But what if the comparable companies have a mix of company-owned and franchise operations as well, but in different ratios to each other, and they are not separated as on the McDonalds statements? Then we will not be able to make a truly valid comparison at all.
Thus, the objective of the analysis might determine what is better to use. Are we performing the Cash Conversion Cycle calculation in order to pinpoint opportunities to reduce it? Then we should focus on the 2nd version of DSO, as that is likely where we might be able to make inroads.

Cash Conversion Cycle – Inventory and Cost of Goods Sold Potholes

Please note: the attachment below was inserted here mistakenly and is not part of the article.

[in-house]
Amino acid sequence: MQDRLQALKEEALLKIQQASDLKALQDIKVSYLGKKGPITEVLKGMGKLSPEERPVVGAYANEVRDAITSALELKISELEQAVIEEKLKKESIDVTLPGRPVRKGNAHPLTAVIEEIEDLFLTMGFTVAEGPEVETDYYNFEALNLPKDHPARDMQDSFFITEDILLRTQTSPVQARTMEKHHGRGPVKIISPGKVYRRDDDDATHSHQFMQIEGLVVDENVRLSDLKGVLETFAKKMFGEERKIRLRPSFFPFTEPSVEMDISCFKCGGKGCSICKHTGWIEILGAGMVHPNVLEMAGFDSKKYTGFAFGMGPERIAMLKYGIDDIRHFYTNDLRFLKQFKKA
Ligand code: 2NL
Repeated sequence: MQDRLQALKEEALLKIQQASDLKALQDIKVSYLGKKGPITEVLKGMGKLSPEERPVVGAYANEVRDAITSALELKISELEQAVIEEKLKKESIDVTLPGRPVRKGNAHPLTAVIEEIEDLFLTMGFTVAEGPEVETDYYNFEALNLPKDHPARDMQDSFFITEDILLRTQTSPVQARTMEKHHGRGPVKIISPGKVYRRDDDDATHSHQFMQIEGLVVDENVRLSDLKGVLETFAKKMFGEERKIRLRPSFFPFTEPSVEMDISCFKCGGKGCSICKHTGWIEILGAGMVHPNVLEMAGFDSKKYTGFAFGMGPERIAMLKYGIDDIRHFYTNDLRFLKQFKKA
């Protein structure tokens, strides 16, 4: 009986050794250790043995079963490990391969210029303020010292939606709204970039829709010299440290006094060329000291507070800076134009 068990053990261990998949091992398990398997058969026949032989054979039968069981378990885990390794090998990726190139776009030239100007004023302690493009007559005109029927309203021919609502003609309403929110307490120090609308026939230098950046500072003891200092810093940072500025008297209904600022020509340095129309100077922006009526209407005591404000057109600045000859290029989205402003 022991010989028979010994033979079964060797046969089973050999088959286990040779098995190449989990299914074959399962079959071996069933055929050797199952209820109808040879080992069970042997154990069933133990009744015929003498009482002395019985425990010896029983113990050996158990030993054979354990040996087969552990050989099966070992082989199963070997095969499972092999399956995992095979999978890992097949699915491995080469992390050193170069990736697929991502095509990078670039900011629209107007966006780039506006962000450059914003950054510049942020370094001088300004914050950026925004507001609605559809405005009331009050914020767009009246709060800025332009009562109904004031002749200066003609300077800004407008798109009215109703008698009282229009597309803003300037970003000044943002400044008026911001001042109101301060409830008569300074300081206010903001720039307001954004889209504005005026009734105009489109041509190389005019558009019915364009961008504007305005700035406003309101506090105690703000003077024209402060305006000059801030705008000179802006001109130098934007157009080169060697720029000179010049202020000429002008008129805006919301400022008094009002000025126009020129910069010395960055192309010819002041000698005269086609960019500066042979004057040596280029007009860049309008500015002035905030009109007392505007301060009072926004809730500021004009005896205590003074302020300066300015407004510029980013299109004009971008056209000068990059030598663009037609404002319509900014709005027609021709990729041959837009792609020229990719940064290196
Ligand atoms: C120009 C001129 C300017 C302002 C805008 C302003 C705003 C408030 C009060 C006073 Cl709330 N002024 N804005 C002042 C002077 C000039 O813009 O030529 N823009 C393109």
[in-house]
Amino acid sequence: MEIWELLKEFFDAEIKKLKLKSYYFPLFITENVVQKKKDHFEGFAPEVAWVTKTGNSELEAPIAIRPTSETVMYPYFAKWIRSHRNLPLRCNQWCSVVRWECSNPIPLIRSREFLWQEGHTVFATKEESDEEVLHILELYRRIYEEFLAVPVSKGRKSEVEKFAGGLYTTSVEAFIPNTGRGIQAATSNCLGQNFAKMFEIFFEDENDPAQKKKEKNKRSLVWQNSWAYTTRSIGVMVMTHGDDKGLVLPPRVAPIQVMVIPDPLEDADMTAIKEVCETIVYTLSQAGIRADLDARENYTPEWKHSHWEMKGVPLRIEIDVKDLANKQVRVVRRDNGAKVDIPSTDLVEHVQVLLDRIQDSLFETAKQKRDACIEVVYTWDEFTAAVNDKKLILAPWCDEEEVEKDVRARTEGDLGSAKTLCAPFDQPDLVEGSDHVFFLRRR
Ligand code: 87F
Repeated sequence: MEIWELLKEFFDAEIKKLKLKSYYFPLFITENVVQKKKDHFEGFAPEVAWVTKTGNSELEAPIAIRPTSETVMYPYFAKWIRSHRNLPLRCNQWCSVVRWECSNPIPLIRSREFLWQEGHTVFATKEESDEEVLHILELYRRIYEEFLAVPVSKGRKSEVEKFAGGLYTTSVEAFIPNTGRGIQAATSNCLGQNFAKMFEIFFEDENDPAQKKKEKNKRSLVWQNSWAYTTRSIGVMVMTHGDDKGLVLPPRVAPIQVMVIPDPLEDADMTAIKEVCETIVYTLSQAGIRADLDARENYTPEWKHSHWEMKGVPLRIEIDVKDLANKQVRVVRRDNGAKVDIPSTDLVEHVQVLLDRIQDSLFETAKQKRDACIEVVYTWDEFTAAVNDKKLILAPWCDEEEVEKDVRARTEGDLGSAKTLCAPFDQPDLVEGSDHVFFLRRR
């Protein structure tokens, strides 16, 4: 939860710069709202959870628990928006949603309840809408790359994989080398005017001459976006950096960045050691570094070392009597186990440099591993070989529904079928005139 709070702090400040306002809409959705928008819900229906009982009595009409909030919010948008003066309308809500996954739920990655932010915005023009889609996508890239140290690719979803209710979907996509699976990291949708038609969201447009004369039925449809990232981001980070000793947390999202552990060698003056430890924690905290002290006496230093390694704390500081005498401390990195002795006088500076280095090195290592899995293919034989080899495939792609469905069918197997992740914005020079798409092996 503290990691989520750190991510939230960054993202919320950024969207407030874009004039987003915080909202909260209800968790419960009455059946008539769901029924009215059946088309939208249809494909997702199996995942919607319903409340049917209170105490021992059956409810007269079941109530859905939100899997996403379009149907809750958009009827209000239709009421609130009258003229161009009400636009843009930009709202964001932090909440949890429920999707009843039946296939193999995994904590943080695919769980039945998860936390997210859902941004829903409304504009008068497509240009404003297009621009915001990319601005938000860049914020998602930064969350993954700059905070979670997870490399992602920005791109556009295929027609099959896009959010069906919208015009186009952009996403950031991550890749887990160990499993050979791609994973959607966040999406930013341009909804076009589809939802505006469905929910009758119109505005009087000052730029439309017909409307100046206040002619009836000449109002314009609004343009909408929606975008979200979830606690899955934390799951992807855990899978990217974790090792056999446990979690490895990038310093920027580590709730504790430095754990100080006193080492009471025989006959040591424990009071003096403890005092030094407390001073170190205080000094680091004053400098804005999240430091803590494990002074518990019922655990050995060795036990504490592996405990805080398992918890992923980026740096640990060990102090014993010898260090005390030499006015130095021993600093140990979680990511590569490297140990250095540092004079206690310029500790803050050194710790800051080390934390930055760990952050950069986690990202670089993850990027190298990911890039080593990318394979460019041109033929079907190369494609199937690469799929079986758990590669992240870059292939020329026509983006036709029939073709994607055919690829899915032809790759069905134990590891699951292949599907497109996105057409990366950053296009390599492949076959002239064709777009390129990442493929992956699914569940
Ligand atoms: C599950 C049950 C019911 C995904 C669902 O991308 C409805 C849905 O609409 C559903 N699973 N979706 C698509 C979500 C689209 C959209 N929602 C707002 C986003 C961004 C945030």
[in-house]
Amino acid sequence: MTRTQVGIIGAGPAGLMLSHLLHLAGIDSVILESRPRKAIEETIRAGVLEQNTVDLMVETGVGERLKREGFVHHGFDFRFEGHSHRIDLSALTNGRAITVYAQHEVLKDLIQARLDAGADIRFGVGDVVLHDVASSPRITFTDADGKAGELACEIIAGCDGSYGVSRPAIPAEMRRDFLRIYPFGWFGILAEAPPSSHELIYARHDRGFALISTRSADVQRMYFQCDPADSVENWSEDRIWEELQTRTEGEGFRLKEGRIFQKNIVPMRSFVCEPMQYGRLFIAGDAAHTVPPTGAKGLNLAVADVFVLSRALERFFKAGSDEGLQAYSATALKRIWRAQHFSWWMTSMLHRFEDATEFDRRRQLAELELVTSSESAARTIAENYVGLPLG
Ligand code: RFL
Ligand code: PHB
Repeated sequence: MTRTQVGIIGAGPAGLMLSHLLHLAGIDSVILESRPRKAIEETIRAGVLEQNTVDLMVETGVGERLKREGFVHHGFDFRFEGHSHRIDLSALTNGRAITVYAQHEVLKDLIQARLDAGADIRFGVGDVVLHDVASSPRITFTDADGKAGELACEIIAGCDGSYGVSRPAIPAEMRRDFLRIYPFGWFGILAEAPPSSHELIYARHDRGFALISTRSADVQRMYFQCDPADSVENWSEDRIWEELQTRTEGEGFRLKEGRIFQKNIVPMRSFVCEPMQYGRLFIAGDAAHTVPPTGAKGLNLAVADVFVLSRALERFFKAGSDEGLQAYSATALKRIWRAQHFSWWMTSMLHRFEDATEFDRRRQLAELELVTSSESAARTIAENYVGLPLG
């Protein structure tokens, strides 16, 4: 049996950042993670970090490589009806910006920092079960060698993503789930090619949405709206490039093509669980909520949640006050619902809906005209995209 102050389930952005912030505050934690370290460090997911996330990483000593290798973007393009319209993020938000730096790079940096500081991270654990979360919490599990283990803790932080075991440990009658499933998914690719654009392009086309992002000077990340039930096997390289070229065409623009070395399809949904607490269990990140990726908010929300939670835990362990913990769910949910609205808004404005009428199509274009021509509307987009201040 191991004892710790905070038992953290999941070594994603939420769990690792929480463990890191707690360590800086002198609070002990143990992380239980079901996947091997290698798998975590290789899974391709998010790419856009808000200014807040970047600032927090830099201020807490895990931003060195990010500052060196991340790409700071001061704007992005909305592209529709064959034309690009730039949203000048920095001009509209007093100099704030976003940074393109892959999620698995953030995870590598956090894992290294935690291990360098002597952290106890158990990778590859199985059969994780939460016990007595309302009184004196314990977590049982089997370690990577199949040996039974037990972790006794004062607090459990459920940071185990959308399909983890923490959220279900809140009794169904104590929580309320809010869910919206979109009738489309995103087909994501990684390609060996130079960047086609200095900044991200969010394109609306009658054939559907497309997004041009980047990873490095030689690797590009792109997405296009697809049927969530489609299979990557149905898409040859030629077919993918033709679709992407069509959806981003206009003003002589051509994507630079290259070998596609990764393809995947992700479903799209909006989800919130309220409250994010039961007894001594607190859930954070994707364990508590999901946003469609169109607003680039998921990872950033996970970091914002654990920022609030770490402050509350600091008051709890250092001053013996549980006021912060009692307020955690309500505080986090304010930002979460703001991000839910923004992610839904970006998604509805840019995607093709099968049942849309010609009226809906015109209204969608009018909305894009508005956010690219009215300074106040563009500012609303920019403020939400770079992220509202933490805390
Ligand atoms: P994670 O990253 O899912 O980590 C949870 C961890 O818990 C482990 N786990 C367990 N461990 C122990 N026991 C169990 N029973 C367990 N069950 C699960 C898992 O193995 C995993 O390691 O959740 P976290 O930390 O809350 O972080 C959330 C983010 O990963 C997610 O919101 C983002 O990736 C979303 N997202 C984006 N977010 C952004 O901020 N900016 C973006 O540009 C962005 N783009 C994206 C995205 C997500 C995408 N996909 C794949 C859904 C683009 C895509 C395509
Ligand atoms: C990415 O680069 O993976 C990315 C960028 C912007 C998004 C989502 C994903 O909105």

Accounting rules allow us to use four different methods to value inventory – average cost, specific cost, first-in-first-out, and last-in-first-out.
This being the case, any DIO calculation will import these differences into the figure and render a comparison to another firm as apples-to-oranges. Sometimes, the financial statements might provide the data to get the figures comparable (such as a LIFO to FIFO reconciliation), but not always.
In a manufacturing setting, the value of the goods produced includes the raw material cost, direct labor, other direct costs, and allocated manufacturing overhead.
There are different methods a firm can use to allocate overhead. One might do it on the basis of labor time, another on machine time, another based on space occupied.
In addition, the method used to determine the amount to be allocated will also vary. One firm might use a “pool” using balances from one or more financial accounts in the books. Another firm might use a standard cost estimate that was established as part of a study.

Cash Conversion Cycle – Accounts Receivable Potholes